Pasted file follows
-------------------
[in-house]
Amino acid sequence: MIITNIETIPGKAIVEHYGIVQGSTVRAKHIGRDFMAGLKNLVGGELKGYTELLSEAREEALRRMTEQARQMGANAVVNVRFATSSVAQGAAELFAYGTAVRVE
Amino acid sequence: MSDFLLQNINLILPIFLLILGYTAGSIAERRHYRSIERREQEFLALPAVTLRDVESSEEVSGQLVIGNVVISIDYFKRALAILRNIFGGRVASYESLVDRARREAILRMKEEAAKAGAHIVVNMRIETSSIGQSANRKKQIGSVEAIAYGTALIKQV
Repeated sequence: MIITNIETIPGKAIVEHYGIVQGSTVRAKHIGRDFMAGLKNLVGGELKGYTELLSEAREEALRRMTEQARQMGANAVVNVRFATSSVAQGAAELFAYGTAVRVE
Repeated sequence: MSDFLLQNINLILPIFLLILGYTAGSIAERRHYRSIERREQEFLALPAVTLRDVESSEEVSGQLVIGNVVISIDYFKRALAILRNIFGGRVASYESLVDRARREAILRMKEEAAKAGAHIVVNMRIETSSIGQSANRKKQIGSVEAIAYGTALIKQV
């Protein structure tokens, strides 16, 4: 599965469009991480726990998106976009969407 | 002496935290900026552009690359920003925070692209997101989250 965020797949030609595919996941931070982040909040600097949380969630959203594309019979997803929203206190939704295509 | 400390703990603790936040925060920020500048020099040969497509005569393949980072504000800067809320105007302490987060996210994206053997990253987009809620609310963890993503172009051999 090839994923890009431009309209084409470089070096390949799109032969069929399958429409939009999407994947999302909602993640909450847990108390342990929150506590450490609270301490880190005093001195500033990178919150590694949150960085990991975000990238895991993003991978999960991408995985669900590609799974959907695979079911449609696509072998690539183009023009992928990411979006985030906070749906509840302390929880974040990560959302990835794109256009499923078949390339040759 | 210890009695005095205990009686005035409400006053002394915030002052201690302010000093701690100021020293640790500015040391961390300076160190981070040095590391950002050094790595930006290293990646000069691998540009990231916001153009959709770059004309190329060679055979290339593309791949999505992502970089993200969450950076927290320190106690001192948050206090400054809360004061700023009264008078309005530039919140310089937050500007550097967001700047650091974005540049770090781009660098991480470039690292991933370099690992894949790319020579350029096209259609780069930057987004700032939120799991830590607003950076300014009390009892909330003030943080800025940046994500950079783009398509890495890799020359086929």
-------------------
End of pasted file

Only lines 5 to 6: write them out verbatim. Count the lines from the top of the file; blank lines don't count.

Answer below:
Repeated sequence: MSDFLLQNINLILPIFLLILGYTAGSIAERRHYRSIERREQEFLALPAVTLRDVESSEEVSGQLVIGNVVISIDYFKRALAILRNIFGGRVASYESLVDRARREAILRMKEEAAKAGAHIVVNMRIETSSIGQSANRKKQIGSVEAIAYGTALIKQV
């Protein structure tokens, strides 16, 4: 599965469009991480726990998106976009969407 | 002496935290900026552009690359920003925070692209997101989250 965020797949030609595919996941931070982040909040600097949380969630959203594309019979997803929203206190939704295509 | 400390703990603790936040925060920020500048020099040969497509005569393949980072504000800067809320105007302490987060996210994206053997990253987009809620609310963890993503172009051999 090839994923890009431009309209084409470089070096390949799109032969069929399958429409939009999407994947999302909602993640909450847990108390342990929150506590450490609270301490880190005093001195500033990178919150590694949150960085990991975000990238895991993003991978999960991408995985669900590609799974959907695979079911449609696509072998690539183009023009992928990411979006985030906070749906509840302390929880974040990560959302990835794109256009499923078949390339040759 | 210890009695005095205990009686005035409400006053002394915030002052201690302010000093701690100021020293640790500015040391961390300076160190981070040095590391950002050094790595930006290293990646000069691998540009990231916001153009959709770059004309190329060679055979290339593309791949999505992502970089993200969450950076927290320190106690001192948050206090400054809360004061700023009264008078309005530039919140310089937050500007550097967001700047650091974005540049770090781009660098991480470039690292991933370099690992894949790319020579350029096209259609780069930057987004700032939120799991830590607003950076300014009390009892909330003030943080800025940046994500950079783009398509890495890799020359086929």